The Anglo-Ethiopian Society
Book Review - In Ethiopia
Reviewer - Richard Snailham
I have to declare an interest here: John Blower and I were both members of the 1968 Blue Nile Expedition and it was then that I first heard of his work as Adviser to the newly setup Wildlife Conservation Department. John was the archetypal wildlifeman, well described in a letter from his other good friend John Blashford-Snell: “tall, moustached, bronzed and balding, in baggy shorts and with a pipe stuck firmly in his mouth”.
The book describes the setting up of the Awash and Simien National Parks (and three others notionally). They were delineated, put in place and at first run by expatriates. Hard men like John himself, Peter Hay, Clive Nicol and the fiery Scot, ‘Marmalde’ Brown, down in the Omo. OK, it was quasi-colonialist but things were managed as well as they could be; the staff worked, the wild life was protected and poachers more or less kept at bay. The parks were worth visiting, not like Awash today, a dismal, expensive disappointment, or Yangudi Rassa, just lines on a map.
A fascinating theme running through the book is John’s constant battle with his boss. John was Adviser and Chief Warden but the Director of the Wildlife Conservation Department was Gizaw Gedligeorgis, an incompetent and corrupt Air Force officer reject. Gizaw was uninterested in wild life or its conservation and staffed the department with his equally useless family and friends. John had to fight for four years against Gizaw’s obstructionism and venality and in the end it broke him. Somehow Gizaw had the ear of Emperor Haile Selassie and so was unsackable, except by the Emperor, who was constantly prevailed upon by Ministers with other priorities to keep Gizaw in post. Even when he and his hangers-on were implicated in the illegal export of leopard and colobus monkey skins, and John solicited the help of Prince Bernhard of the Netherlands, President of the World Wildlife Fund, to get Gizaw gazumped, he survived.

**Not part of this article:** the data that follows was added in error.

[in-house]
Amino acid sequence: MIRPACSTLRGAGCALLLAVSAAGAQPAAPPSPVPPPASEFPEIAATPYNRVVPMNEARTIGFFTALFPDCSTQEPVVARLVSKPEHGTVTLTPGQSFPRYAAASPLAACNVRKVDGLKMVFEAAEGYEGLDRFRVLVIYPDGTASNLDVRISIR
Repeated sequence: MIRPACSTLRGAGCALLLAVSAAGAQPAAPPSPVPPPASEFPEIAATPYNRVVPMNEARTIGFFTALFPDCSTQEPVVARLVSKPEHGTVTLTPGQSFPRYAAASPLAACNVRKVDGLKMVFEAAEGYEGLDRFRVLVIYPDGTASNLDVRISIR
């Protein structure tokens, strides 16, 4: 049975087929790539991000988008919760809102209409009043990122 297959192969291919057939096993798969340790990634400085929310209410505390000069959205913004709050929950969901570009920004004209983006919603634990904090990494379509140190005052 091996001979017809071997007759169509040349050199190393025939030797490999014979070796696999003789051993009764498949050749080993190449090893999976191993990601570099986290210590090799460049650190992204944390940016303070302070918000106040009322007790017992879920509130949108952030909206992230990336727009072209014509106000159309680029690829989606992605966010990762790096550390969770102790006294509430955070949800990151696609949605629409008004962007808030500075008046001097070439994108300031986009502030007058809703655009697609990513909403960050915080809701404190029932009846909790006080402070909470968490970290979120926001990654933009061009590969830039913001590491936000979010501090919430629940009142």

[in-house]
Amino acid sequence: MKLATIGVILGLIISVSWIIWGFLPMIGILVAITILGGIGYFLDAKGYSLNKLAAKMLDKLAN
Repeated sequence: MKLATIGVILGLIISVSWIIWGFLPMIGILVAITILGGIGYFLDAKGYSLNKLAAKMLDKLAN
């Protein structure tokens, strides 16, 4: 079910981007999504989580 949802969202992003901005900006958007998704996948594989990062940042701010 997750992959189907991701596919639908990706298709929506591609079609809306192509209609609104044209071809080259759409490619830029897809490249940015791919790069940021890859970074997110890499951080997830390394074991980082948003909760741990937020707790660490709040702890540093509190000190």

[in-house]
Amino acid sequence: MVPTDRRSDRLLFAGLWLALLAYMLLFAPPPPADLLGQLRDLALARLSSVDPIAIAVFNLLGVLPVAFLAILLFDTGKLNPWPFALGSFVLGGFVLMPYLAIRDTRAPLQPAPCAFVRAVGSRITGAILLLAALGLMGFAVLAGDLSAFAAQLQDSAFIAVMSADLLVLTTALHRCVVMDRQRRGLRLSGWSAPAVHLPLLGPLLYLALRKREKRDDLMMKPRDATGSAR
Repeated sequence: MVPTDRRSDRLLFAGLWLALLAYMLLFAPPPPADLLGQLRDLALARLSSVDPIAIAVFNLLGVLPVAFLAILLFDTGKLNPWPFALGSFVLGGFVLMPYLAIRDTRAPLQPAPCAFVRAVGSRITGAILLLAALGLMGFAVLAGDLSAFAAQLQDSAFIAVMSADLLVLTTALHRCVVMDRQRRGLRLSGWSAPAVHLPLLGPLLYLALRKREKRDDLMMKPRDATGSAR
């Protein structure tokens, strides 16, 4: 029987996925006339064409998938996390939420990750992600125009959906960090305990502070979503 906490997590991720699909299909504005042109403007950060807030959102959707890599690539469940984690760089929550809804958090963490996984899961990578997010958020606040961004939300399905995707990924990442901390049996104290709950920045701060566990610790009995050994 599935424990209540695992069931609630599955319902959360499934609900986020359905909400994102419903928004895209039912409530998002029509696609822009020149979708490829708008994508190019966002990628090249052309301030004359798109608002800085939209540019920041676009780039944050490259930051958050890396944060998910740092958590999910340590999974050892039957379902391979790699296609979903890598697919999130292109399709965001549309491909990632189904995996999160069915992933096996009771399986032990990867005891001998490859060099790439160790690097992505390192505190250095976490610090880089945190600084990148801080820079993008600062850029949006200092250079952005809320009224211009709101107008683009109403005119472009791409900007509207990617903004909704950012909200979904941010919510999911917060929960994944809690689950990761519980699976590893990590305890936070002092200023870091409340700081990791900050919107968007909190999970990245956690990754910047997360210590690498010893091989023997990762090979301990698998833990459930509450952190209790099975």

In the end, however, he was shunted off to the Tourist Organisation, but his successor, Brigadier-General Mabratu Fisseha, an arch-embezzler of funds from the Ethiopian Embassy in Nigeria and from the Ethiopian Navy, was no better. It must have been a difficult world in which to get anything properly done. John outlines these vicissitudes with great restraint.
A pity there is no index. Strangely, John spells Debarak (or Debark) as Dararik throughout. He must have been there scores of times on his way to Simien, so is this a permissible variant? And I would have liked some more detailed maps to trace John’s movements in the Danakil desert, the Simiens, the Omo area, northern Eritrea, Annak country and the Dahlak Islands, the accounts of all of which are full of place names untraceable on my larger scale maps.
It is a good read for anyone interested in Ethiopian wildlife – birds, botany, big game especially – or in the machinations of its creaking bureaucracy in the later years of Haile Selassie’s time.
In Ethiopia by John Blower, published by Librario, 2005.